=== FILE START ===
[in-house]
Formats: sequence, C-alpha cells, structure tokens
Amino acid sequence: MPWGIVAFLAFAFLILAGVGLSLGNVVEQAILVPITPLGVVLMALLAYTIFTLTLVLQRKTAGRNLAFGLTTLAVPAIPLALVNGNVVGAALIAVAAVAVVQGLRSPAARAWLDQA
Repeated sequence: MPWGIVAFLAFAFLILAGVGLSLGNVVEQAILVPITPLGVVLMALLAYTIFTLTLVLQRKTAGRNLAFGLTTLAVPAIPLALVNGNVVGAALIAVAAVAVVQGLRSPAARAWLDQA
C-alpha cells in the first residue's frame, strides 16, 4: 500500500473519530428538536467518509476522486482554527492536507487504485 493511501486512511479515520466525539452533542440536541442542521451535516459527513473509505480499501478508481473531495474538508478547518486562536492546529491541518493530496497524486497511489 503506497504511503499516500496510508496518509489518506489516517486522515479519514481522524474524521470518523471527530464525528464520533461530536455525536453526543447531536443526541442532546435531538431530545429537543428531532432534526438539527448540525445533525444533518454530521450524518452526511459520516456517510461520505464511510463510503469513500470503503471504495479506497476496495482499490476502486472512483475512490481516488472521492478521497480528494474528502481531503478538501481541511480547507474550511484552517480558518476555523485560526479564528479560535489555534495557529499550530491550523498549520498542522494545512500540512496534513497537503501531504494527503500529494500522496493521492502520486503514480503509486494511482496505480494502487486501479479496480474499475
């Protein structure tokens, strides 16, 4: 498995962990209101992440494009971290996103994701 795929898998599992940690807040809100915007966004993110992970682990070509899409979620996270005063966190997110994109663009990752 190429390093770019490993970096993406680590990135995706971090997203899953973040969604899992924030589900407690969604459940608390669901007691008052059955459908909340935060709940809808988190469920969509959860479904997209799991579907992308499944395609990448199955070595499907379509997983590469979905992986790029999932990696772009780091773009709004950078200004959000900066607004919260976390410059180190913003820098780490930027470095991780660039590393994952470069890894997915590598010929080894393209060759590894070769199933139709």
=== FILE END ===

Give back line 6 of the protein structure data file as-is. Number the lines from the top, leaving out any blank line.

């Protein structure tokens, strides 16, 4: 498995962990209101992440494009971290996103994701 795929898998599992940690807040809100915007966004993110992970682990070509899409979620996270005063966190997110994109663009990752 190429390093770019490993970096993406680590990135995706971090997203899953973040969604899992924030589900407690969604459940608390669901007691008052059955459908909340935060709940809808988190469920969509959860479904997209799991579907992308499944395609990448199955070595499907379509997983590469979905992986790029999932990696772009780091773009709004950078200004959000900066607004919260976390410059180190913003820098780490930027470095991780660039590393994952470069890894997915590598010929080894393209060759590894070769199933139709």